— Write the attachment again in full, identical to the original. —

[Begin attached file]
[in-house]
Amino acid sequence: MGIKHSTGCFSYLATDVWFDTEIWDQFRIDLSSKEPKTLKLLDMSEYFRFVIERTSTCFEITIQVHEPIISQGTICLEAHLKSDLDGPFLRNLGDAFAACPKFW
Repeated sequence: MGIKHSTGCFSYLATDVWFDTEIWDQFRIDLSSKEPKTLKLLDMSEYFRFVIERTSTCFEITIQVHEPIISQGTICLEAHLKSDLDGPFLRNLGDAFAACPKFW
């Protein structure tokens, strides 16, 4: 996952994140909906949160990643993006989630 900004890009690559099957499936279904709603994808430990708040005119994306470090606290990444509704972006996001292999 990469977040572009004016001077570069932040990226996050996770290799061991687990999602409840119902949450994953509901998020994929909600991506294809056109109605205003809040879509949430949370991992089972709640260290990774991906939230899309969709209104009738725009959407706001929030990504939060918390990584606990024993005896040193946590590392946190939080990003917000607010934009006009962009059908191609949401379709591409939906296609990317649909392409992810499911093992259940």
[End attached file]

[in-house]
Amino acid sequence: MGIKHSTGCFSYLATDVWFDTEIWDQFRIDLSSKEPKTLKLLDMSEYFRFVIERTSTCFEITIQVHEPIISQGTICLEAHLKSDLDGPFLRNLGDAFAACPKFW
Repeated sequence: MGIKHSTGCFSYLATDVWFDTEIWDQFRIDLSSKEPKTLKLLDMSEYFRFVIERTSTCFEITIQVHEPIISQGTICLEAHLKSDLDGPFLRNLGDAFAACPKFW
């Protein structure tokens, strides 16, 4: 996952994140909906949160990643993006989630 900004890009690559099957499936279904709603994808430990708040005119994306470090606290990444509704972006996001292999 990469977040572009004016001077570069932040990226996050996770290799061991687990999602409840119902949450994953509901998020994929909600991506294809056109109605205003809040879509949430949370991992089972709640260290990774991906939230899309969709209104009738725009959407706001929030990504939060918390990584606990024993005896040193946590590392946190939080990003917000607010934009006009962009059908191609949401379709591409939906296609990317649909392409992810499911093992259940």